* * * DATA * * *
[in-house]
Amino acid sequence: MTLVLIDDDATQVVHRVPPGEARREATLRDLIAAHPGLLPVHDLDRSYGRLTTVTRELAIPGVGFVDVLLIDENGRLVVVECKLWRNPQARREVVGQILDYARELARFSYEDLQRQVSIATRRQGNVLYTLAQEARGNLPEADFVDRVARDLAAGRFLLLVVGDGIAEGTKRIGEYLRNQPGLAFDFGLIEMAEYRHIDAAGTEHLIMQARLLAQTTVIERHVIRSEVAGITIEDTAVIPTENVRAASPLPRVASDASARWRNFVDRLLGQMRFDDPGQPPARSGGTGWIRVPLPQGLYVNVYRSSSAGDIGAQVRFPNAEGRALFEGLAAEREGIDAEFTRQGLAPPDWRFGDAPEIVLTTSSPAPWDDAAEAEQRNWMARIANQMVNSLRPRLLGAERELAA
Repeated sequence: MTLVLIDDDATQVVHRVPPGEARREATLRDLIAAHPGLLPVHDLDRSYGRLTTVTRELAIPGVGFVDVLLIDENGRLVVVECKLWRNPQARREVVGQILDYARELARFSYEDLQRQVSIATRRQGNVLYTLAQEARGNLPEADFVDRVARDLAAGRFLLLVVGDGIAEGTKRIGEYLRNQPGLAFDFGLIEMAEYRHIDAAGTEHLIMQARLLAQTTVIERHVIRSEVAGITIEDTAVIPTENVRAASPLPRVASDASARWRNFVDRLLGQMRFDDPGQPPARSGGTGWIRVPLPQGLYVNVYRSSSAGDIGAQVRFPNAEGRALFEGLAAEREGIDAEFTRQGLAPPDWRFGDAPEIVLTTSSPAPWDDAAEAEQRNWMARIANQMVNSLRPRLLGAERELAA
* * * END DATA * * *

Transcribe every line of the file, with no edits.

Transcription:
[in-house]
Amino acid sequence: MTLVLIDDDATQVVHRVPPGEARREATLRDLIAAHPGLLPVHDLDRSYGRLTTVTRELAIPGVGFVDVLLIDENGRLVVVECKLWRNPQARREVVGQILDYARELARFSYEDLQRQVSIATRRQGNVLYTLAQEARGNLPEADFVDRVARDLAAGRFLLLVVGDGIAEGTKRIGEYLRNQPGLAFDFGLIEMAEYRHIDAAGTEHLIMQARLLAQTTVIERHVIRSEVAGITIEDTAVIPTENVRAASPLPRVASDASARWRNFVDRLLGQMRFDDPGQPPARSGGTGWIRVPLPQGLYVNVYRSSSAGDIGAQVRFPNAEGRALFEGLAAEREGIDAEFTRQGLAPPDWRFGDAPEIVLTTSSPAPWDDAAEAEQRNWMARIANQMVNSLRPRLLGAERELAA
Repeated sequence: MTLVLIDDDATQVVHRVPPGEARREATLRDLIAAHPGLLPVHDLDRSYGRLTTVTRELAIPGVGFVDVLLIDENGRLVVVECKLWRNPQARREVVGQILDYARELARFSYEDLQRQVSIATRRQGNVLYTLAQEARGNLPEADFVDRVARDLAAGRFLLLVVGDGIAEGTKRIGEYLRNQPGLAFDFGLIEMAEYRHIDAAGTEHLIMQARLLAQTTVIERHVIRSEVAGITIEDTAVIPTENVRAASPLPRVASDASARWRNFVDRLLGQMRFDDPGQPPARSGGTGWIRVPLPQGLYVNVYRSSSAGDIGAQVRFPNAEGRALFEGLAAEREGIDAEFTRQGLAPPDWRFGDAPEIVLTTSSPAPWDDAAEAEQRNWMARIANQMVNSLRPRLLGAERELAA